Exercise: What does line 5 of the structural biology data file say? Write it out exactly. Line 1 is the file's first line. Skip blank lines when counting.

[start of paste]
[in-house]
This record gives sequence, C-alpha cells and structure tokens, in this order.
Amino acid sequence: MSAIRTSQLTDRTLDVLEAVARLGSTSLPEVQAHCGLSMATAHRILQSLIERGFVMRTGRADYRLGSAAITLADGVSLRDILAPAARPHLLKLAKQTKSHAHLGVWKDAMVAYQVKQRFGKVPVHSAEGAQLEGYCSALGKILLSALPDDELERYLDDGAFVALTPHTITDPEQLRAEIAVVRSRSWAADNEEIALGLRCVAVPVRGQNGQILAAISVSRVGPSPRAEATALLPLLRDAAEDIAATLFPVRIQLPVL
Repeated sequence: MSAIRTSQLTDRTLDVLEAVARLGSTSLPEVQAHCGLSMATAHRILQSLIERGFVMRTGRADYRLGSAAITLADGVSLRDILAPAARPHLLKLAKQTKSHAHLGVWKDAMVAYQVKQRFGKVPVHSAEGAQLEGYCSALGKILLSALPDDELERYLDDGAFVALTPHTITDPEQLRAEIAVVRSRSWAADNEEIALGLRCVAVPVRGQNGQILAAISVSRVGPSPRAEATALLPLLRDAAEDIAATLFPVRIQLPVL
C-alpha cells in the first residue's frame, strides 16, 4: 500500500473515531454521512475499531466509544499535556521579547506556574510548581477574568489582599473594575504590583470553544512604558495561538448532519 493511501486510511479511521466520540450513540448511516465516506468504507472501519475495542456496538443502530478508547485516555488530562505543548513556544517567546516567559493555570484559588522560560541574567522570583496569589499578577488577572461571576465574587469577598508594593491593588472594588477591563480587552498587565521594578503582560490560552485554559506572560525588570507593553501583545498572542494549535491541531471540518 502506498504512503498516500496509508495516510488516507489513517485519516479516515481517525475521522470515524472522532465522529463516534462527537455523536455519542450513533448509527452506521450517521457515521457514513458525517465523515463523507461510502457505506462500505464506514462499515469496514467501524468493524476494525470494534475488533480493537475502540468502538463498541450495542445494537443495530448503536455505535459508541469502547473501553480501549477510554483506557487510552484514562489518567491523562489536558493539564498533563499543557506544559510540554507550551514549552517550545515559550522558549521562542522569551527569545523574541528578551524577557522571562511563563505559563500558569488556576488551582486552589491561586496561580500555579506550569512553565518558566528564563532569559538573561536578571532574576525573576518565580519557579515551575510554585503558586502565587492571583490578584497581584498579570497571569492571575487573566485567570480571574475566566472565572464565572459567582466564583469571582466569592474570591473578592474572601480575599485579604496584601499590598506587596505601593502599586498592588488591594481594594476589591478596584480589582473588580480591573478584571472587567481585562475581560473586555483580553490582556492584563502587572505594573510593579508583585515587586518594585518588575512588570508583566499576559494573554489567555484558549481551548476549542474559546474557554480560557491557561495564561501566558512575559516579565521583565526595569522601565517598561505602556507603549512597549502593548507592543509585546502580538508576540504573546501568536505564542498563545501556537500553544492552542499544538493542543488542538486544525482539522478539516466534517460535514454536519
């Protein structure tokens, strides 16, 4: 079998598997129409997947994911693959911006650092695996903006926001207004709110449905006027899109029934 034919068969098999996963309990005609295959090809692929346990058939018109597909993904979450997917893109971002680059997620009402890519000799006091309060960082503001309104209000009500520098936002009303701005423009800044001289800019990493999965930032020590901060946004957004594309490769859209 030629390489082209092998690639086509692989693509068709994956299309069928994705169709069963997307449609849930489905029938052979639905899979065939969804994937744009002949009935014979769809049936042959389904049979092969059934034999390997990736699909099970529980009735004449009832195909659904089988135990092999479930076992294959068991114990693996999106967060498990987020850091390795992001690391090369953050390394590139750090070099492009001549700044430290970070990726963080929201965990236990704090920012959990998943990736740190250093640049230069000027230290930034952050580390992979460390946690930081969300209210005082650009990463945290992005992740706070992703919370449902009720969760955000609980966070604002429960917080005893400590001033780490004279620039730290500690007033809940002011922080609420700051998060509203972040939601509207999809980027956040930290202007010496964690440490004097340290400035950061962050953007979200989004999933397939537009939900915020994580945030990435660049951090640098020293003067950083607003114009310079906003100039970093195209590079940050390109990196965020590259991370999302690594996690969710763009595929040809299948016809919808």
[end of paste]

C-alpha cells in the first residue's frame, strides 16, 4: 500500500473515531454521512475499531466509544499535556521579547506556574510548581477574568489582599473594575504590583470553544512604558495561538448532519 493511501486510511479511521466520540450513540448511516465516506468504507472501519475495542456496538443502530478508547485516555488530562505543548513556544517567546516567559493555570484559588522560560541574567522570583496569589499578577488577572461571576465574587469577598508594593491593588472594588477591563480587552498587565521594578503582560490560552485554559506572560525588570507593553501583545498572542494549535491541531471540518 502506498504512503498516500496509508495516510488516507489513517485519516479516515481517525475521522470515524472522532465522529463516534462527537455523536455519542450513533448509527452506521450517521457515521457514513458525517465523515463523507461510502457505506462500505464506514462499515469496514467501524468493524476494525470494534475488533480493537475502540468502538463498541450495542445494537443495530448503536455505535459508541469502547473501553480501549477510554483506557487510552484514562489518567491523562489536558493539564498533563499543557506544559510540554507550551514549552517550545515559550522558549521562542522569551527569545523574541528578551524577557522571562511563563505559563500558569488556576488551582486552589491561586496561580500555579506550569512553565518558566528564563532569559538573561536578571532574576525573576518565580519557579515551575510554585503558586502565587492571583490578584497581584498579570497571569492571575487573566485567570480571574475566566472565572464565572459567582466564583469571582466569592474570591473578592474572601480575599485579604496584601499590598506587596505601593502599586498592588488591594481594594476589591478596584480589582473588580480591573478584571472587567481585562475581560473586555483580553490582556492584563502587572505594573510593579508583585515587586518594585518588575512588570508583566499576559494573554489567555484558549481551548476549542474559546474557554480560557491557561495564561501566558512575559516579565521583565526595569522601565517598561505602556507603549512597549502593548507592543509585546502580538508576540504573546501568536505564542498563545501556537500553544492552542499544538493542543488542538486544525482539522478539516466534517460535514454536519